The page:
First Bank sits in the middle of a densely populated area where there are a lot of businesses—and banks. People and relationships are a key part of serving that market of business and commercial real estate customers, and the bank employs 22 relationship managers (RMs).
We like to do as much business as we can with clients.”
—Peter J. Cahill, First Bank
“When we hire new RMs, we spend a lot of time making sure we hire the right people,” Cahill says.
First Bank has a board of directors that consists of former bankers and other professionals, such as real estate developers and CPAs. “We believe in networking and referral sources. We like to do as much business as we can with clients, and then we talk to them about their clients, associates, friends and neighbors,” Cahill adds.
As a community bank, another factor that gives First Bank an edge in the competitive lending market is its flexibility and access to decision makers.
In the past 18 months, First Bank has created a regional structure to put more focus on regional decision-making and accommodate its growth in its target markets. The community bank now has a president in each geographic region, including eastern Pennsylvania, central New Jersey and northern New Jersey. “That has been very positive, because it improves turnaround time and lets customers and prospects know that they are dealing with a decision maker who has authority,” Cahill says.
First Bank is willing to follow its customers to new markets. If a bank customer in Trenton, N.J., wants to buy an investment property in Florida or somewhere in the Midwest, the bank will work with the customer to do that financing even though the property is outside of its footprint.
“Our view is that with the right clients and appropriate legal help, we’re willing to take on that type of risk for real estate loans,” says Cahill, “and that’s the type of flexibility we bring to folks.”
Next-generation ag lending
Bank of Glen Ullin
Glen Ullin, N.D.
Category: Agriculture (less than $500 million)
Asset size: $58 million
Consumer loans to assets ratio: 77.93%
Rank in category: 2
Bank of Glen Ullin supports its hometown community of farmers who are changing with the times.
The basis for any good agricultural lender is understanding farming, and that is certainly true of North Dakota’s Bank of Glen Ullin. Both of the bank’s loan officers, Bob Spangelo and Bruce Morman, know farming because they are farmers. “That goes a long way, because they fully understand what our customers are going through,” says Jolene Muscha, president of the $58 million-asset bank.
Bank of Glen Ullin is an active ag lender that has been serving its local community in western North Dakota since the community bank was founded in 1944. In fact, more than 95% of the bank’s loans are with farmers who typically raise cattle and grow wheat, corn and sunflowers.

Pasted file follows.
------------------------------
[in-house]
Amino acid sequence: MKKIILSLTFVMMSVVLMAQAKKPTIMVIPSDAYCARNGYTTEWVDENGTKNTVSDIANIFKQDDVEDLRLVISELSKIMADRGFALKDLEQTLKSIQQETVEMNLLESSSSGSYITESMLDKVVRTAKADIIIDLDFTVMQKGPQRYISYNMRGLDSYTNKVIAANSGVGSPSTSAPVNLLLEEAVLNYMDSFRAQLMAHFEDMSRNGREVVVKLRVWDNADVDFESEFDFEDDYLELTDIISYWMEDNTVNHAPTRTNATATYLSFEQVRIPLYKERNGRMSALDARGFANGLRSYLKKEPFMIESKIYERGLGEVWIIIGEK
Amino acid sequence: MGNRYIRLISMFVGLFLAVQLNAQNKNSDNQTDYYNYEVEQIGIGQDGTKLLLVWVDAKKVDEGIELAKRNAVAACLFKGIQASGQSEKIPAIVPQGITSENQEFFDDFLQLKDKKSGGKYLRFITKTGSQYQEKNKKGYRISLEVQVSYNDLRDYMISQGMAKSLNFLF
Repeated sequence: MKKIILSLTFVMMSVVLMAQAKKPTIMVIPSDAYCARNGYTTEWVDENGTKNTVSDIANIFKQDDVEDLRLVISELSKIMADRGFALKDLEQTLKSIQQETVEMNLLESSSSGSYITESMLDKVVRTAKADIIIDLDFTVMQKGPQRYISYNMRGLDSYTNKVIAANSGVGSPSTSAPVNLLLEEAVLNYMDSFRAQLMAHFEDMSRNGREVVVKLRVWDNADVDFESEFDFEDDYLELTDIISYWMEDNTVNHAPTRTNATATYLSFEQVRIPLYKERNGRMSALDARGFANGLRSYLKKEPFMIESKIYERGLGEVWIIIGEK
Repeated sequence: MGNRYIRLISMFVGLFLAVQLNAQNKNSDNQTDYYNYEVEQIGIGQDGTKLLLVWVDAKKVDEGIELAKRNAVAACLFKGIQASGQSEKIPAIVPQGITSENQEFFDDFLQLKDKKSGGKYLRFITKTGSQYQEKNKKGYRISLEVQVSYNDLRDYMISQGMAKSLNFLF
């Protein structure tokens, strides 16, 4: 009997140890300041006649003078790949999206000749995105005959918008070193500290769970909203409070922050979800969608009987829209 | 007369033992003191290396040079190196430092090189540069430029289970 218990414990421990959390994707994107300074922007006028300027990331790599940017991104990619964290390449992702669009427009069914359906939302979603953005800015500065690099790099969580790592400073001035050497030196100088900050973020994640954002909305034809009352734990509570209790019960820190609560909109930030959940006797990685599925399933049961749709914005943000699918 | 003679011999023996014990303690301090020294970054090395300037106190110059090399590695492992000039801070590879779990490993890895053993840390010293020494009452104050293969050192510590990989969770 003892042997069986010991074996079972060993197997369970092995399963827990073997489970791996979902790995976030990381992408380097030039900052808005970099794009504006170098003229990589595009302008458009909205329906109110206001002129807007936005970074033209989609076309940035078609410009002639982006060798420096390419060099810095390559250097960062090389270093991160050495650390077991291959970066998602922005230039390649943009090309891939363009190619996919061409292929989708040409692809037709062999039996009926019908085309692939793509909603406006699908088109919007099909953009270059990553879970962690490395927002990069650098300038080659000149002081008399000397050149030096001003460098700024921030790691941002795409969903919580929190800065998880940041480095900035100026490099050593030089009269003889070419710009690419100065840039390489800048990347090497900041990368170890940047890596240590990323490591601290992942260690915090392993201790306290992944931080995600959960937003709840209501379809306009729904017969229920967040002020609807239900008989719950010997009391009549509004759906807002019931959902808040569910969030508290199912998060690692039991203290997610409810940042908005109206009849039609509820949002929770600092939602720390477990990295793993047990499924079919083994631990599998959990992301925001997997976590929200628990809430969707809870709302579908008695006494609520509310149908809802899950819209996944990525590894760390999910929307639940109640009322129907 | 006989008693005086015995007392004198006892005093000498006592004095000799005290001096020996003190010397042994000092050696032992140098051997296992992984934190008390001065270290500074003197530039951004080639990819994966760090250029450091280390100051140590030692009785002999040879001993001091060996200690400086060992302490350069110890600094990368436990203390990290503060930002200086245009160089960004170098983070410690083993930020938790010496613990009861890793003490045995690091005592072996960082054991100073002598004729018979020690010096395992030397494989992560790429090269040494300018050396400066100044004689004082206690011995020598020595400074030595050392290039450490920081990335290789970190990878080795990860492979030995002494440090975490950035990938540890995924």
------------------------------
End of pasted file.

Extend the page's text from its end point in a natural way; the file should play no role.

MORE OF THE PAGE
Muscha attributes the bank’s growth in ag lending to changes occurring in the farming industry, rather than an influx of new customers moving to the rural area. Family farms are often handed down from one generation to the next. However, today’s farmers are recognizing that they can no longer survive by farming like their grandparents once did, Muscha says. Farmers used to be able to harvest their wheat, corn or sunflowers, haul it to the elevator and take the price that was available at the time. “That is just impossible [if you want] to make a profit in farming,” she adds.
Over the past three years, Bank of Glen Ullin has encouraged its customers to set up a marketing plan by working with commodity brokerage firms on pricing options to ensure that they can get the right price for their crops. The bank has formed relationships with vendors that will sit down at a farmer’s kitchen table and teach them how to protect pricing. That way, when they plant a crop in April or May, they know what they need to get for a price to cover their costs. The bank manages the bookkeeping on those marketing plans, which are used to provide lines of credit to secure pricing options.
We’re very focused on what’s going on in our community and how we can be a part of it.”
—Jolene Muscha, Bank of Glen Ullin
Although Bank of Glen Ullin is helping farmers adapt to a new way of doing things, one thing that has remained steadfast is its commitment to supporting the community. As a part of that farming family, the bank’s lenders can talk ag loans just as easily as they can debate the best insecticides or fertilizers. Both Spangelo and Morman get time off from their bank duties when they need to tend to farm business—or help a fellow farmer by driving a harvest truck. “We’re very focused on what’s going on in our community and how can we be a part of it,” Muscha says.
That focus on relationships also means that farmers aren’t just a number or name on a loan. “The philosophy that we have here is that we’re partners,” Muscha says. As the financial partner, the bank wants to know how things are going, she adds, especially at the end of the year when they can discuss what worked, what didn’t and what customers want to do to be more successful.
Beth Mattson-Teig is a writer in Minnesota.